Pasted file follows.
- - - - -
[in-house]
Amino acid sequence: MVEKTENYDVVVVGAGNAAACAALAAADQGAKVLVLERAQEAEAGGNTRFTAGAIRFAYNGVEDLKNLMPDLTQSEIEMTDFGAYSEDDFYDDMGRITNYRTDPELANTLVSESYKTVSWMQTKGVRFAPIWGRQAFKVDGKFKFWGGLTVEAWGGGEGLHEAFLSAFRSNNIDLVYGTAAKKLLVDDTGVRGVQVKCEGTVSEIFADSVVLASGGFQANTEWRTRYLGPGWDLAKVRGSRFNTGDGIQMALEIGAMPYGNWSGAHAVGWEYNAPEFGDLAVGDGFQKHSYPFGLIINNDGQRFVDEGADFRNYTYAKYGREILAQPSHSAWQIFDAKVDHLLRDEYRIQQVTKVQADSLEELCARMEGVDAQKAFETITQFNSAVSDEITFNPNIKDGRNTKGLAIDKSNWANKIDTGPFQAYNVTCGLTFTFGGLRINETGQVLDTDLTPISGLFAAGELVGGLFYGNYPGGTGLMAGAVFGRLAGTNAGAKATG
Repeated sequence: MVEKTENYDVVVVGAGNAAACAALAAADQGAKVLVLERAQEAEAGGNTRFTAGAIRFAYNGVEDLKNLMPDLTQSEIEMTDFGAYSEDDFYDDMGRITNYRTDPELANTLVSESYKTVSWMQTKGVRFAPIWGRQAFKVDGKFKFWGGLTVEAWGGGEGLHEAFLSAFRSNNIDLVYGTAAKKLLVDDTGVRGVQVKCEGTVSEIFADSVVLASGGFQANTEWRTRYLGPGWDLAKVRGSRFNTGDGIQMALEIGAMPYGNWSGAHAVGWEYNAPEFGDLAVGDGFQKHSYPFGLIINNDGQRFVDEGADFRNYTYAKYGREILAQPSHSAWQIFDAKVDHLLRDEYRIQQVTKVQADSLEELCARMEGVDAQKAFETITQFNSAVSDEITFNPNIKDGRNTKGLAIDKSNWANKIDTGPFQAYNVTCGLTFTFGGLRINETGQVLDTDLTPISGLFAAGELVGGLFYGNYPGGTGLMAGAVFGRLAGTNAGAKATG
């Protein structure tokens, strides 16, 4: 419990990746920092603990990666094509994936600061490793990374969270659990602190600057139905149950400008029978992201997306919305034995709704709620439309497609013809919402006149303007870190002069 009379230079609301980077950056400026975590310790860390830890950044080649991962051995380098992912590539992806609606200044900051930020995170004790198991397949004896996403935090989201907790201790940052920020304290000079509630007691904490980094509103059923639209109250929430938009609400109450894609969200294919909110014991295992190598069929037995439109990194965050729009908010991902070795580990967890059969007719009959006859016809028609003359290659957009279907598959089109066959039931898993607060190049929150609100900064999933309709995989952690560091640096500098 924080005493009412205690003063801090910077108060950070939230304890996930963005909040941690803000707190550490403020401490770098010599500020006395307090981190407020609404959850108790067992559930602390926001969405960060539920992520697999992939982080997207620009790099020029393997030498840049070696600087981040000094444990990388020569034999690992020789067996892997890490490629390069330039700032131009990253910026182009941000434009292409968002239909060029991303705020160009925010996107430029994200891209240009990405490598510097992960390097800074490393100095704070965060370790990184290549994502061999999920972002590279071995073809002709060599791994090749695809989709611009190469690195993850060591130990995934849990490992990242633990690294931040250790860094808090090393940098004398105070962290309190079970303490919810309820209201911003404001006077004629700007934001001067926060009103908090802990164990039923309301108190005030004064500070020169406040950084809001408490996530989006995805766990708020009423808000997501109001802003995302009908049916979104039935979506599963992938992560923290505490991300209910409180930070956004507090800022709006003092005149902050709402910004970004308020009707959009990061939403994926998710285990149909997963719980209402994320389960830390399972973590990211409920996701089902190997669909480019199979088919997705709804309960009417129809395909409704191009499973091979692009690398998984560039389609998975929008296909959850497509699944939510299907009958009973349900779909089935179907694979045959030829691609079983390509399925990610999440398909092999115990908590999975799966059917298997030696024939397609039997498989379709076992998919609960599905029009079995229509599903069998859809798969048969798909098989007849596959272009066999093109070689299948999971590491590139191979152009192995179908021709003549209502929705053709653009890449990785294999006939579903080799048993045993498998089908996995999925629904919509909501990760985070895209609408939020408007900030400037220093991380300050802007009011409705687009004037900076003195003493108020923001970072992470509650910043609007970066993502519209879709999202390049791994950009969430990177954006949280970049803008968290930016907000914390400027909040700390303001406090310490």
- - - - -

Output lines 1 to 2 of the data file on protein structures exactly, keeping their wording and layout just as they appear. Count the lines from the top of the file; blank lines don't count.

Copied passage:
[in-house]
Amino acid sequence: MVEKTENYDVVVVGAGNAAACAALAAADQGAKVLVLERAQEAEAGGNTRFTAGAIRFAYNGVEDLKNLMPDLTQSEIEMTDFGAYSEDDFYDDMGRITNYRTDPELANTLVSESYKTVSWMQTKGVRFAPIWGRQAFKVDGKFKFWGGLTVEAWGGGEGLHEAFLSAFRSNNIDLVYGTAAKKLLVDDTGVRGVQVKCEGTVSEIFADSVVLASGGFQANTEWRTRYLGPGWDLAKVRGSRFNTGDGIQMALEIGAMPYGNWSGAHAVGWEYNAPEFGDLAVGDGFQKHSYPFGLIINNDGQRFVDEGADFRNYTYAKYGREILAQPSHSAWQIFDAKVDHLLRDEYRIQQVTKVQADSLEELCARMEGVDAQKAFETITQFNSAVSDEITFNPNIKDGRNTKGLAIDKSNWANKIDTGPFQAYNVTCGLTFTFGGLRINETGQVLDTDLTPISGLFAAGELVGGLFYGNYPGGTGLMAGAVFGRLAGTNAGAKATG